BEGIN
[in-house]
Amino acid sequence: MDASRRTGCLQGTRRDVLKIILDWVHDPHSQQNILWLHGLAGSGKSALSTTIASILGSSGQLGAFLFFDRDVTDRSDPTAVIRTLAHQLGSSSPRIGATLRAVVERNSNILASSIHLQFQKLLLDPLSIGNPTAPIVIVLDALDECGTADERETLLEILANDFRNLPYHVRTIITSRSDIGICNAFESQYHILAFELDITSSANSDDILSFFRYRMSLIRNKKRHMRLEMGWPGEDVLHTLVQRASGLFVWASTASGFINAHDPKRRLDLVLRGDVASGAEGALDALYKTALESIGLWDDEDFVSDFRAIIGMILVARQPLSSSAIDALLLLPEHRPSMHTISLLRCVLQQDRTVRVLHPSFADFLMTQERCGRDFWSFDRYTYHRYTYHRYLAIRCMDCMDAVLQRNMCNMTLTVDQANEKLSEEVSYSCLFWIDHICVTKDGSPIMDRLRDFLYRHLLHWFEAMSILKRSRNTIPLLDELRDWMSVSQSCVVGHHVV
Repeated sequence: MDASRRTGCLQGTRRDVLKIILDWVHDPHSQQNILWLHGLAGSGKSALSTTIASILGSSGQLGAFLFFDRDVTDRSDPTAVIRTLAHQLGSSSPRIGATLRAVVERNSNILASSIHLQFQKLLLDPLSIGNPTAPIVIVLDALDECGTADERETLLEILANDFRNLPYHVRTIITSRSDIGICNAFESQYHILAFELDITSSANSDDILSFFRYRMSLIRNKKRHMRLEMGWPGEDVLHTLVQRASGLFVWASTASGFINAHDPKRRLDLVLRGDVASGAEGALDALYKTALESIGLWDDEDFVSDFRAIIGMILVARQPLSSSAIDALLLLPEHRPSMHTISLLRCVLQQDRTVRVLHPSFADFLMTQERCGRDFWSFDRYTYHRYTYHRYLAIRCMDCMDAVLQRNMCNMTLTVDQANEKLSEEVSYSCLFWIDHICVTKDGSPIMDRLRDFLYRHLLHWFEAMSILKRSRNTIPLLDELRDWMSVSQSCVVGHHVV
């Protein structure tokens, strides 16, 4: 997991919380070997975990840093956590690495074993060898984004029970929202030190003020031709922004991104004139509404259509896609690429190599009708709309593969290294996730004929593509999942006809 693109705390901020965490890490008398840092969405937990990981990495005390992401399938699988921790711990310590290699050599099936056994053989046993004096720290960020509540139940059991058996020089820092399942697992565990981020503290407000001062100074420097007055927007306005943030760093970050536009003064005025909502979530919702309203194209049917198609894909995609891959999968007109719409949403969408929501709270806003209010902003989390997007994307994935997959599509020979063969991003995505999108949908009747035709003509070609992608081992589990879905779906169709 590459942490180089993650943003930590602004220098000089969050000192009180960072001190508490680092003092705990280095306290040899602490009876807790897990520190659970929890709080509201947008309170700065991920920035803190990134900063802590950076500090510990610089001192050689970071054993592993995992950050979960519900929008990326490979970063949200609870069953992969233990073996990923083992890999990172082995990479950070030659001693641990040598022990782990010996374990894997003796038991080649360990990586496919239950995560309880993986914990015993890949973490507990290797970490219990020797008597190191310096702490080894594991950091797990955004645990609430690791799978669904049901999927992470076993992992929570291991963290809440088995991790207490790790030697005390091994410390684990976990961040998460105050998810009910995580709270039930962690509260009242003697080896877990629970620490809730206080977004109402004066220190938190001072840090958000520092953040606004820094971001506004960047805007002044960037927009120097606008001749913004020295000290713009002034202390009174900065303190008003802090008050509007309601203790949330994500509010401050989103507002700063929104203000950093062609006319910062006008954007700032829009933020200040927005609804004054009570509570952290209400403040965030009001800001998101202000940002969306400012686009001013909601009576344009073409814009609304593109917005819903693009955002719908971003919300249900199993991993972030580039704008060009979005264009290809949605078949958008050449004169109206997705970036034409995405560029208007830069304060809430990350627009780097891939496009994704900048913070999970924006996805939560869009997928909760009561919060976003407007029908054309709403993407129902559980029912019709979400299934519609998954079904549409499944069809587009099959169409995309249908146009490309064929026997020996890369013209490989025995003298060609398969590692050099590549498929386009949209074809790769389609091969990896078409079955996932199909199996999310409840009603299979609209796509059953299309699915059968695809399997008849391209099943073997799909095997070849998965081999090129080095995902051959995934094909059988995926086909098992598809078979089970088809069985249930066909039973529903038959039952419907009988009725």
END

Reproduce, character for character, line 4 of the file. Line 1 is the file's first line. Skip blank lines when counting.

């Protein structure tokens, strides 16, 4: 997991919380070997975990840093956590690495074993060898984004029970929202030190003020031709922004991104004139509404259509896609690429190599009708709309593969290294996730004929593509999942006809 693109705390901020965490890490008398840092969405937990990981990495005390992401399938699988921790711990310590290699050599099936056994053989046993004096720290960020509540139940059991058996020089820092399942697992565990981020503290407000001062100074420097007055927007306005943030760093970050536009003064005025909502979530919702309203194209049917198609894909995609891959999968007109719409949403969408929501709270806003209010902003989390997007994307994935997959599509020979063969991003995505999108949908009747035709003509070609992608081992589990879905779906169709 590459942490180089993650943003930590602004220098000089969050000192009180960072001190508490680092003092705990280095306290040899602490009876807790897990520190659970929890709080509201947008309170700065991920920035803190990134900063802590950076500090510990610089001192050689970071054993592993995992950050979960519900929008990326490979970063949200609870069953992969233990073996990923083992890999990172082995990479950070030659001693641990040598022990782990010996374990894997003796038991080649360990990586496919239950995560309880993986914990015993890949973490507990290797970490219990020797008597190191310096702490080894594991950091797990955004645990609430690791799978669904049901999927992470076993992992929570291991963290809440088995991790207490790790030697005390091994410390684990976990961040998460105050998810009910995580709270039930962690509260009242003697080896877990629970620490809730206080977004109402004066220190938190001072840090958000520092953040606004820094971001506004960047805007002044960037927009120097606008001749913004020295000290713009002034202390009174900065303190008003802090008050509007309601203790949330994500509010401050989103507002700063929104203000950093062609006319910062006008954007700032829009933020200040927005609804004054009570509570952290209400403040965030009001800001998101202000940002969306400012686009001013909601009576344009073409814009609304593109917005819903693009955002719908971003919300249900199993991993972030580039704008060009979005264009290809949605078949958008050449004169109206997705970036034409995405560029208007830069304060809430990350627009780097891939496009994704900048913070999970924006996805939560869009997928909760009561919060976003407007029908054309709403993407129902559980029912019709979400299934519609998954079904549409499944069809587009099959169409995309249908146009490309064929026997020996890369013209490989025995003298060609398969590692050099590549498929386009949209074809790769389609091969990896078409079955996932199909199996999310409840009603299979609209796509059953299309699915059968695809399997008849391209099943073997799909095997070849998965081999090129080095995902051959995934094909059988995926086909098992598809078979089970088809069985249930066909039973529903038959039952419907009988009725």